Photo: Irving Penn; Courtesy.
At a time when the world is awash in wellness gurus, Gwyneth Paltrow holds her own. There is the woman herself, puzzlingly ageless in a who-needs-makeup sort of way; her lifestyle website, Goop, where everything from microflora to V-steams are lively topics of discussion; and an organic skin-care range with Juice Beauty, launched last year. If it all inspires an “I’ll have what she’s having” reaction, now there is one more way to do just that: with Goop Wellness vitamin packs, curated by her handpicked team of doctors.
Paltrow is diving into a newly energized market, joining recent subscription-based start-ups like Ritual and Care/of, which put a premium on data-backed ingredients, smart design, and transparency in sourcing. Goop’s iteration is both simple and comprehensive, with four daily protocols targeted to different needs, like a multiple-choice test for the self-care-obsessed. Looking for well-rounded support for a fast-paced life? There’s Balls in the Air, an antioxidant-powered blend developed with Amy Myers, M.D. that’s geared toward healthy immune function. High School Genes, created in collaboration with Sara Gottfried, M.D., sets out to recharge the metabolism and balance the gut. Alejandro Junger, M.D. targets adrenal fatigue in Why Am I So Effing Tired?, a millennial-dialect-named blend that includes the adaptogens ashwagandha, bacopa, amla, and holy basil. And for post-natal women, The Mother Load, overseen by Oscar Serrallach, M.D., dials up the calcium, magnesium, and choline, all key during lactation. Rounding out each regimen are a phytonutrient-rich multivitamin and omega-3s.
Who really needs supplements? It’s a reasonable question, considering that the industry is largely unregulated, the options confusing, and the science less than conclusive. (The recommended intake of vitamin D, for instance, is an ongoing subject of research.) But for Junger, just about everyone grappling with a modern lifestyle could use a boost. “In an ideal world, there would be no need for any vitamins because we would be eating what is designed for us to eat; those things would be grown in the way that nature designed them to be grown; and our digestive systems would be working according to how nature designed them to be working,” Junger says of a utopia far from our day-to-day reality, where “edible products” qualify as food and the fight-or-flight response regularly swings into overdrive. If depletion is more rule than exception, supplements can help, he goes on. “The principle of functional medicine is when you restore what is missing and you take away the obstacles”—such as chemical additives—“the body heals by itself.” But it’s important to remember that supplements are exactly that, simply part of a larger, balanced program of whole foods, exercise, and restorative practices like yoga, Junger adds. A conveniently delivered, single-serve pack of vitamins just happens to be a good place to start.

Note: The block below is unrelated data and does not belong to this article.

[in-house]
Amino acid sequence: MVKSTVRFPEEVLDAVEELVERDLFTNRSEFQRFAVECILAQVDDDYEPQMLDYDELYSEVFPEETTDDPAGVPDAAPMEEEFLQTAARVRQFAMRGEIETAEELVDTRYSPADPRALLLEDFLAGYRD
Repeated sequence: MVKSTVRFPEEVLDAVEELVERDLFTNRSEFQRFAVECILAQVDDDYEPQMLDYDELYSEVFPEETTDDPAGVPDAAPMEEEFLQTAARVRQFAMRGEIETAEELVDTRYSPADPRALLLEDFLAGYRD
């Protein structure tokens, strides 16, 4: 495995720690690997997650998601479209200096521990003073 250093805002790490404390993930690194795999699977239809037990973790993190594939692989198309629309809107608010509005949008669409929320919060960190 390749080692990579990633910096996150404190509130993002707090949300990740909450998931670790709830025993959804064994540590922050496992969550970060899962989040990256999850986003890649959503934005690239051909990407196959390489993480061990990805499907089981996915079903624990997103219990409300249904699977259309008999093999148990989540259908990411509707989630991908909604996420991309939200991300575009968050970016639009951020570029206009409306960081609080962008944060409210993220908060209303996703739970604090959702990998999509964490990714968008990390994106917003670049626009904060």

Goop Wellness vitamins, $90 for a 30-day supply, goop.com
This story originally appeared on Vogue.
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